Indications for: SHINGRIX
Prevention of herpes zoster (shingles): in adults ≥50yrs of age; or in adults ≥18yrs of age at increased risk of herpes zoster due to immunodeficiency or immunosuppression caused by known disease or therapy.
Limitations of Use:
Not for preventing primary varicella infection (chickenpox).
The FDA approval of Shingrix was supported by data from the phase 3 clinical trial program that assessed its safety, efficacy, and immunogenicity in over 38,000 individuals aged 50 years and older.
Findings from a pooled analysis showed >90% efficacy against shingles for all age groups and sustained efficacy over a 4-year follow-up. The use of Shingrix also decreased the overall incidence of postherpetic neuralgia.
Study 1: Vaccine Efficacy Results by Age Group
- 50-59 years (n=3492): 96.6% (95% CI, 89.6-99.3)
- 60-69 years (n=2141): 97.4% (95% CI, 90.1-99.7)
- ≥70 year (n=1711): 97.9% (95% CI, 87.9-100)
Study 2: Vaccine Efficacy Results by Age Group
- 70-79 years (n=5114): 90% (95% CI, 83.5-94.3)
- ≥80 years (n=1427): 89.1% (95% CI, 74.7-96.2)
Efficacy in Immunocompromised Individuals 18 Years of Age and Older
The approval was based on data from clinical studies that assessed the efficacy and safety of Shingrix in adults 18 years of age and older who previously had an autologous hematopoietic stem cell transplant (auHSCT; N=1721) and in those undergoing treatment for hematologic malignancies (N=515; post-hoc analysis).
Shingrix was found to be 68.2% (95% CI, 55.5-77.6) effective against the development of herpes zoster in immunocompromised adults who received an auHSCT 50 to 70 days prior to the first dose and who were expected to receive prophylactic antiviral therapy for at most 6 months post-transplant. In the hematologic malignancy study, post hoc analysis showed Shingrix was 87.2% (95% CI, 44.2-98.6) effective against herpes zoster development.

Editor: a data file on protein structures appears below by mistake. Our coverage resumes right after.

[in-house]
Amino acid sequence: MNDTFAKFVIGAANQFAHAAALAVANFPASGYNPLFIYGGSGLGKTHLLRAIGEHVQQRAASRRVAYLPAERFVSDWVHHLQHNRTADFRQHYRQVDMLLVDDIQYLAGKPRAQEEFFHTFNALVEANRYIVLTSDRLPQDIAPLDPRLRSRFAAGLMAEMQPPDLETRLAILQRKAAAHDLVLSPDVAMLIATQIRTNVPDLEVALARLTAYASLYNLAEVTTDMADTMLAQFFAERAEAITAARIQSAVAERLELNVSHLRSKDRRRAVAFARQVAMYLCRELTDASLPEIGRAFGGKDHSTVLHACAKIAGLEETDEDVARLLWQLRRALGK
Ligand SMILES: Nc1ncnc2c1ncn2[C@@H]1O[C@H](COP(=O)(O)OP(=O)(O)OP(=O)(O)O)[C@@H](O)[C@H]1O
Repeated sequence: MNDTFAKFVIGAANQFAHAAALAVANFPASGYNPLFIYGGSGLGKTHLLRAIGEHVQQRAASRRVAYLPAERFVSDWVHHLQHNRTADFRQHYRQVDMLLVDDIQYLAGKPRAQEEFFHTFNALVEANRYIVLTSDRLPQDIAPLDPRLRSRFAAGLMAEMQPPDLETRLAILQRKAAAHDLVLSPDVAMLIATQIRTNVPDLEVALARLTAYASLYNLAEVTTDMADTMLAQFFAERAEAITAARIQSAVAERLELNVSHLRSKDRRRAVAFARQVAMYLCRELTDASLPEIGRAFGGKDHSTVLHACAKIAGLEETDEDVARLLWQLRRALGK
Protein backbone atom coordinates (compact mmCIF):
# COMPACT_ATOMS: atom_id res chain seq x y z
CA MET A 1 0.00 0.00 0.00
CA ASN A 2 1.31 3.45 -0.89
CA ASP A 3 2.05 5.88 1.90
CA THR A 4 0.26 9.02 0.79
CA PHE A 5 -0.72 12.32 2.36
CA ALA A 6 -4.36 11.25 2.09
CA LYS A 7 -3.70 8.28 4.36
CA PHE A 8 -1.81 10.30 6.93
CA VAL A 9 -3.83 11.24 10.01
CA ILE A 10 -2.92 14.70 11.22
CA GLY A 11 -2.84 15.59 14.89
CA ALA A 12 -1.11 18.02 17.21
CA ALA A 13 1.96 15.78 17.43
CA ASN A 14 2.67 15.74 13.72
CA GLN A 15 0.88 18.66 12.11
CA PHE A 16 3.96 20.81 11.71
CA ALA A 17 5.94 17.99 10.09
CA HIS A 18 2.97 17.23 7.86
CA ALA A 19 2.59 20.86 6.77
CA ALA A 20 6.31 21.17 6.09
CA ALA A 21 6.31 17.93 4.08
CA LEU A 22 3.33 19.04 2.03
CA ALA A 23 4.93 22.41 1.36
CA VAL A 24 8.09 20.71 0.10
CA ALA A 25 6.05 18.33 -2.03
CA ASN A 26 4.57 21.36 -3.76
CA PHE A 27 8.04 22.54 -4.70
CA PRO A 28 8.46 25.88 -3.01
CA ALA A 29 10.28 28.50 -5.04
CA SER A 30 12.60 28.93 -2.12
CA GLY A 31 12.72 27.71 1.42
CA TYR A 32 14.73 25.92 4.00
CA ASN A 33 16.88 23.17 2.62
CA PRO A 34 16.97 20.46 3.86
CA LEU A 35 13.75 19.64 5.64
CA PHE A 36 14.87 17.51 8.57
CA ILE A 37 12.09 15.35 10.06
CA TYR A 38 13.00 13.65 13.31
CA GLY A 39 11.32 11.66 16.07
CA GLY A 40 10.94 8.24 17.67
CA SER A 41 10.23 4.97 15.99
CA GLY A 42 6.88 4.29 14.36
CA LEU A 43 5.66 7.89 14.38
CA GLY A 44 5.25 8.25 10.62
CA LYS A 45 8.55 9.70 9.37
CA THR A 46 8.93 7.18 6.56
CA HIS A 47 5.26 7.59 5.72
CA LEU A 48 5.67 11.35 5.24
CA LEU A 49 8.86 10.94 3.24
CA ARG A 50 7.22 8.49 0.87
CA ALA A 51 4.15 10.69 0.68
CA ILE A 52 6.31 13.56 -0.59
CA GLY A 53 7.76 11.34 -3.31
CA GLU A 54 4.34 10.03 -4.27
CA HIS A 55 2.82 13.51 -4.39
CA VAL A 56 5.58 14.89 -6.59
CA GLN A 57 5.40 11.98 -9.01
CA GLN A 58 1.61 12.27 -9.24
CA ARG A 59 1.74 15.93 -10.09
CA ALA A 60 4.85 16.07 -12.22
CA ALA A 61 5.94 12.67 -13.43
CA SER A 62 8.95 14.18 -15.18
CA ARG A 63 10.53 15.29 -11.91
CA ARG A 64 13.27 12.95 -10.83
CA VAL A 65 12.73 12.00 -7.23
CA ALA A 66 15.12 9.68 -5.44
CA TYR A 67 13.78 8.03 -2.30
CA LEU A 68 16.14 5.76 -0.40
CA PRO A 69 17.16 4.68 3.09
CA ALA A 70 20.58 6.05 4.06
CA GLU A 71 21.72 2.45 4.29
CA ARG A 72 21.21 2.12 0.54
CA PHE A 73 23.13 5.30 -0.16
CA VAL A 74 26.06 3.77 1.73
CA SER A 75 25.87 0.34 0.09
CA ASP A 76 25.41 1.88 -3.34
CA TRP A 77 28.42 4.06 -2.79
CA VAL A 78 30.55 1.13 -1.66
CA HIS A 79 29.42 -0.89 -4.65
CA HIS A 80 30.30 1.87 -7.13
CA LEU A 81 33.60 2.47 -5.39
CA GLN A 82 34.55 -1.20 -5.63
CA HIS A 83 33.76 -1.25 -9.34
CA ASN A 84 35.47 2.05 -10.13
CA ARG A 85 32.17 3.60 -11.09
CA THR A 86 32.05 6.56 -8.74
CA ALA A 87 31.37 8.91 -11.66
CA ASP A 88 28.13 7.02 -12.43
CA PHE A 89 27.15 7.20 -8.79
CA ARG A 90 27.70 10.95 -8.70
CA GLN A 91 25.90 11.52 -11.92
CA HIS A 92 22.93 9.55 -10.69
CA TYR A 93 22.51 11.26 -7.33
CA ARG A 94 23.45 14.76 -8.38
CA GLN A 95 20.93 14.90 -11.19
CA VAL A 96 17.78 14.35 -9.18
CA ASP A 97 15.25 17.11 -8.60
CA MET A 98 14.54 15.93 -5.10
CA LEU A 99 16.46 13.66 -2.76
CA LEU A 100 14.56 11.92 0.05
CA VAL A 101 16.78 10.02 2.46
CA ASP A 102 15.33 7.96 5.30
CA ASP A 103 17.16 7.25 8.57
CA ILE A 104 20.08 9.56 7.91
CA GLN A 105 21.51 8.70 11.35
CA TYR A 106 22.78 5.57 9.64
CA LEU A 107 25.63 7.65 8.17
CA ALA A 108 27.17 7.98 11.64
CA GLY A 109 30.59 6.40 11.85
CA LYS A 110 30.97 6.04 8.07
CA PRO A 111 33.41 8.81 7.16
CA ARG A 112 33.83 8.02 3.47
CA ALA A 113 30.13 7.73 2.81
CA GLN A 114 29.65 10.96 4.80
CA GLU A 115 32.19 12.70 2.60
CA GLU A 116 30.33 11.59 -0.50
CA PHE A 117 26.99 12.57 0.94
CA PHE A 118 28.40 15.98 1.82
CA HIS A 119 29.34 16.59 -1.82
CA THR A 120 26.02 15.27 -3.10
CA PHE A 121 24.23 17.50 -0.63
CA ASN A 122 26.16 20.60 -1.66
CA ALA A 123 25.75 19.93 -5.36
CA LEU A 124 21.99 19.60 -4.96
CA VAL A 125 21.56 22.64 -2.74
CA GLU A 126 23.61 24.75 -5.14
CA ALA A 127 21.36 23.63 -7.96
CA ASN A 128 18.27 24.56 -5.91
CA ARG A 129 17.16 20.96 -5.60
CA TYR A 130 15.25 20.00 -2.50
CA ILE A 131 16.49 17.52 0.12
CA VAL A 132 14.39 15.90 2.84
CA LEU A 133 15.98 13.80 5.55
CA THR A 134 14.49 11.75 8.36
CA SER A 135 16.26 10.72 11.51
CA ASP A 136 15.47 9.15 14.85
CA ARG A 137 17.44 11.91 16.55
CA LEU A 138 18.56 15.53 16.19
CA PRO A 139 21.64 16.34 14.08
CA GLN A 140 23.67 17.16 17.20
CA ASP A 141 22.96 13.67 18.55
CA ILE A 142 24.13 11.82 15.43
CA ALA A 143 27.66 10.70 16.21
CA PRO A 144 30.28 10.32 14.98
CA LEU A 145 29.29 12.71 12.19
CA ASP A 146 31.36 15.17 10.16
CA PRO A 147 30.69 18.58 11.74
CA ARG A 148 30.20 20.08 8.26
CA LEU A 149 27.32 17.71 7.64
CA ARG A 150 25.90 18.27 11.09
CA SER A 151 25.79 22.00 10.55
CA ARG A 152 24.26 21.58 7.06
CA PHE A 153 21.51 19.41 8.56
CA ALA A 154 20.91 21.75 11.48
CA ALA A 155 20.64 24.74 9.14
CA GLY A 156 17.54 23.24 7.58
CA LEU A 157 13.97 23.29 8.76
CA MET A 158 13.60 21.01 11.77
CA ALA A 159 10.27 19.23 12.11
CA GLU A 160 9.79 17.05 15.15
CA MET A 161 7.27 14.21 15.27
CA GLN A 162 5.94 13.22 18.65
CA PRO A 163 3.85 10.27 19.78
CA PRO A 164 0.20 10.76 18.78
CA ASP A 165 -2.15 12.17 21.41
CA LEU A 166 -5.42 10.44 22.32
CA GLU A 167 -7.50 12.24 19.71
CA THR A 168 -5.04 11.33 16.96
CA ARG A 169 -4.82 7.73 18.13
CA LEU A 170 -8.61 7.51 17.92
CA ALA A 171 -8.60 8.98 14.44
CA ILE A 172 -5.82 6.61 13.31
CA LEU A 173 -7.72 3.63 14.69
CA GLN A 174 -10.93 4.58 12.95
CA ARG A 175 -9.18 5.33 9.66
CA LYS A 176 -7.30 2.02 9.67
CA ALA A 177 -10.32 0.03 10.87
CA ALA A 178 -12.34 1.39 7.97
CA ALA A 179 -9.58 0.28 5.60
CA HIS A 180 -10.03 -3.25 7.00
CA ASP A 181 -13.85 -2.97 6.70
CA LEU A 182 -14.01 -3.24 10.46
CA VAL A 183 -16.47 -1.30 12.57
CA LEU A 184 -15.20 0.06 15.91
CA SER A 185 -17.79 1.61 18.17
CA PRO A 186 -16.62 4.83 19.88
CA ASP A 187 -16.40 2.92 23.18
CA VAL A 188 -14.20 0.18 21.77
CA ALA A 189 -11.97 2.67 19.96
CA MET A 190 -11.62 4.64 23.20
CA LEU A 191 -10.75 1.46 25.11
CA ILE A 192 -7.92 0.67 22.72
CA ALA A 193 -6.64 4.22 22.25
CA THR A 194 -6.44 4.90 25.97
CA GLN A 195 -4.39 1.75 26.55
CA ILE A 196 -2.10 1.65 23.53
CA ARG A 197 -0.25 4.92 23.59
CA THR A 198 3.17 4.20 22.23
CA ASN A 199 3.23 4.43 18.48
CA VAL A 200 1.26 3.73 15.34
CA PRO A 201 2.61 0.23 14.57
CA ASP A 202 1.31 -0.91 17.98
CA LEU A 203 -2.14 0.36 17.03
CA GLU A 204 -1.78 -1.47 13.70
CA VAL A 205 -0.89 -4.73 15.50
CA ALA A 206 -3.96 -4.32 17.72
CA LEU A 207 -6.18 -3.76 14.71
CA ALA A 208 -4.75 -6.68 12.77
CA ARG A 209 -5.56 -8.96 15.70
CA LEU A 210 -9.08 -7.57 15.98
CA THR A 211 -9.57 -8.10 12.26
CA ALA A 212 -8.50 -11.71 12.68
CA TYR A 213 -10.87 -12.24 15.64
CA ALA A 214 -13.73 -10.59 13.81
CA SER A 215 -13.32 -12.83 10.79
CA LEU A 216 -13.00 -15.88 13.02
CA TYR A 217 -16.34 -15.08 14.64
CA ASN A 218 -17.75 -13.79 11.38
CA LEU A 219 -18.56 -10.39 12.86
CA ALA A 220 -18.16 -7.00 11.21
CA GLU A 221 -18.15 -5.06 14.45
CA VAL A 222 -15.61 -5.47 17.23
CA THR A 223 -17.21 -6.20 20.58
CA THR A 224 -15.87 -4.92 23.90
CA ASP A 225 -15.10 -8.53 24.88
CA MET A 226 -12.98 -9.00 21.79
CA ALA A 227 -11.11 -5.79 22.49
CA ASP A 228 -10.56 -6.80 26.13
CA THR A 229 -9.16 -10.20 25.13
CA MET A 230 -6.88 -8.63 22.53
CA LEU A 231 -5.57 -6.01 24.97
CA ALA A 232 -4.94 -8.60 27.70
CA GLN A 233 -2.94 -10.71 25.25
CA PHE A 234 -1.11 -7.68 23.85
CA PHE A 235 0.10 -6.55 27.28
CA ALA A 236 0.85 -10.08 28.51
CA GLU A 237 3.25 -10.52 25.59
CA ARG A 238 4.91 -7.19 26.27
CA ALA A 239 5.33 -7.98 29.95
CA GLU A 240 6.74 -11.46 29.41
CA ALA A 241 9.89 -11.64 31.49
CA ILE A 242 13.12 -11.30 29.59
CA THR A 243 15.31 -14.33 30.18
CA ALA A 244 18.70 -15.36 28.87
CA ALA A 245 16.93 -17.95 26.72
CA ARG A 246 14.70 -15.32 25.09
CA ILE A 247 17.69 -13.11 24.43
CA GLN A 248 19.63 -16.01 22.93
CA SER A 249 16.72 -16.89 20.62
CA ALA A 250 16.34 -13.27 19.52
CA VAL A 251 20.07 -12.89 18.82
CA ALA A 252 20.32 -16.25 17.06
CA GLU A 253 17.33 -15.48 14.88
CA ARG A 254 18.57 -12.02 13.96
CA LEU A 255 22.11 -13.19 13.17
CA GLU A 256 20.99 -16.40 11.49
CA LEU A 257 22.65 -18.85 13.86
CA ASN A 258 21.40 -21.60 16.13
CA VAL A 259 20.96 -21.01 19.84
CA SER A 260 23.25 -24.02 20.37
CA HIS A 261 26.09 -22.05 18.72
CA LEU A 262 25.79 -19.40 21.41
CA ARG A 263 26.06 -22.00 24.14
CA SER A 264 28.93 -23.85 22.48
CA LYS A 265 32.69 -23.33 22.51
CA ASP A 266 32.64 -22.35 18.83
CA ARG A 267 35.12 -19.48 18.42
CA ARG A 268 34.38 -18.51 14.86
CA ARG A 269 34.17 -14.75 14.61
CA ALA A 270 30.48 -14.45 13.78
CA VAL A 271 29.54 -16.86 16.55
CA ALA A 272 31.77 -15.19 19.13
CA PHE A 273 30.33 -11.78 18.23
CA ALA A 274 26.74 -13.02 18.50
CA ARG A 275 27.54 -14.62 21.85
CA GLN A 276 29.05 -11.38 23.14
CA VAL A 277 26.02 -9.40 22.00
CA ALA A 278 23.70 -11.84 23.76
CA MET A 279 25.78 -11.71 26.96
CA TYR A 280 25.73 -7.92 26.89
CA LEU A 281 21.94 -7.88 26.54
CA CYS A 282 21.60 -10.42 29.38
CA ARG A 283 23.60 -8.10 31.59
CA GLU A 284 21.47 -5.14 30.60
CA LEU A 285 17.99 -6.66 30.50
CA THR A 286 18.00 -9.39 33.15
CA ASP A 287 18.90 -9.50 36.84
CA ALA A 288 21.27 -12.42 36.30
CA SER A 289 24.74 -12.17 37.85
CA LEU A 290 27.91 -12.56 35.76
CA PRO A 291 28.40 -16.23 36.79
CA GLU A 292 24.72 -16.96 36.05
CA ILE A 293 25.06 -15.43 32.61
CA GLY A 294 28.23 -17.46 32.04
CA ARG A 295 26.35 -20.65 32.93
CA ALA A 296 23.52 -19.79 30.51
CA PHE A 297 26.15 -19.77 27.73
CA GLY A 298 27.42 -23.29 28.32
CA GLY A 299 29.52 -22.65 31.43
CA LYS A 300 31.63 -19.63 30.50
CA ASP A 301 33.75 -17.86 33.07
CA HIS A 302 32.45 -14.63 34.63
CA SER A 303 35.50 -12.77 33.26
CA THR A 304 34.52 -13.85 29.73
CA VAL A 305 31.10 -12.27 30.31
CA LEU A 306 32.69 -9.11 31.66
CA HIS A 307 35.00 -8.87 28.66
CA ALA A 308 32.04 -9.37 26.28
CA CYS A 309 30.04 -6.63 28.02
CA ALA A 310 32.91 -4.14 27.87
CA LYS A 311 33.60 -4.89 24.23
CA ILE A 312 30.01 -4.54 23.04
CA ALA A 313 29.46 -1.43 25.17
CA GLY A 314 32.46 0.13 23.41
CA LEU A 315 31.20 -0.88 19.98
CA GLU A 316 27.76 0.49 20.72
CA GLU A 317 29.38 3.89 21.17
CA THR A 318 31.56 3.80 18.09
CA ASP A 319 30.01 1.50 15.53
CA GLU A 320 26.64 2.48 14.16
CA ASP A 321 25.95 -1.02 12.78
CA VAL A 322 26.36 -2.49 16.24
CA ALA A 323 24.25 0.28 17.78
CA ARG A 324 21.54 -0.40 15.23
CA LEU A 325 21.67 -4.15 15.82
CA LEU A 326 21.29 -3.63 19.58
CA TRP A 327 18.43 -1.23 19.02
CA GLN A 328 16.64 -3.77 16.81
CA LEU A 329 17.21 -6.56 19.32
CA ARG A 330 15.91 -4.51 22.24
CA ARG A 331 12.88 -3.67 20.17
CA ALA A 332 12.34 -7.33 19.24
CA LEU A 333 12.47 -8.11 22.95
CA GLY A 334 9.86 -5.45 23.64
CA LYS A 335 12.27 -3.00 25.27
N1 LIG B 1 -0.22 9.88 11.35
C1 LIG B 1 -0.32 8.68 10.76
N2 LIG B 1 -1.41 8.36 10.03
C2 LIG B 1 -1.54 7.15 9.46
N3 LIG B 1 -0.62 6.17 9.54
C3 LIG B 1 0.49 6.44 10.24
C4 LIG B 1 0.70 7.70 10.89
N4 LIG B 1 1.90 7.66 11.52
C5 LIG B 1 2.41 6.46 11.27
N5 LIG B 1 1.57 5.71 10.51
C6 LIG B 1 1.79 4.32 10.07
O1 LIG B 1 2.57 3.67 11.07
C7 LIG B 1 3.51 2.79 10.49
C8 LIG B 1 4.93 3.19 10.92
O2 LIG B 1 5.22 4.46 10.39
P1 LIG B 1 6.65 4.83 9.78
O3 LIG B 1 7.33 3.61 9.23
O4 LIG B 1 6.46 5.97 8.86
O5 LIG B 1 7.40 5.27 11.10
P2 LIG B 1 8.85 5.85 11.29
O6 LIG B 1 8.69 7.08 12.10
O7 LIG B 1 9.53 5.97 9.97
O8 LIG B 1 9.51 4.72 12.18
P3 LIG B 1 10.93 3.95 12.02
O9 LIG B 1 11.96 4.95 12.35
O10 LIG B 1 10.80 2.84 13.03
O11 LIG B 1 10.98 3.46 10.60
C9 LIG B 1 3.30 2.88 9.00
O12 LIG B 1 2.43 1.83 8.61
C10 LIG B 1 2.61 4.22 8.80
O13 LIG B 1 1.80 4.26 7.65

The approval was further supported by safety and immunogenicity data in adults who were, or were anticipated to be immunodeficient or immunosuppressed due to known disease or therapy, including patients with HIV, solid tumors, and renal transplants.
Concomitant Administration With Influenza Vaccine
Immunogenicity and safety were assessed in an open-label, multicenter phase 3 trial of 828 adults aged ≥50 years who received either Fluarix Quadrivalent and Shingrix at month 0 and Shingrix at month 2 (n=413), or Fluarix Quadrivalent at month 0 and Shingrix at month 2 and 4 (n=415).
Results showed that there was no evidence of interference in antibody responses (haemagglutination inhibition [HI] antibodies and anti-gE antibodies) to Fluarix Quadrivalent or Shingrix.
Give by IM inj in deltoid region of upper arm. ≥50yrs: one 0.5mL dose at Month 0 followed by second dose given between 2–6 months later. Immunocompromised (≥18yrs): one 0.5mL dose at Month 0 followed by second dose given between 1–2 months later.
<18yrs: not established.
Allergies to any previous Shingrix vaccination.
Review immunization history prior to administration. Have appropriate medical treatment and supervision available to manage allergic reactions. Increased risk of Guillain-Barré syndrome observed during the 42 days after vaccination. Syncope. Pregnancy. Nursing mothers.
Local reactions (eg, pain, redness, swelling), myalgia, fatigue, headache, shivering, fever, GI symptoms; Guillain-Barre syndrome, transient neurological effects.
To report adverse events, contact VAERS at (800) 822-7967.
Generic Drug Availability:
Single-dose vials—1, 10 (antigen + adjuvant components)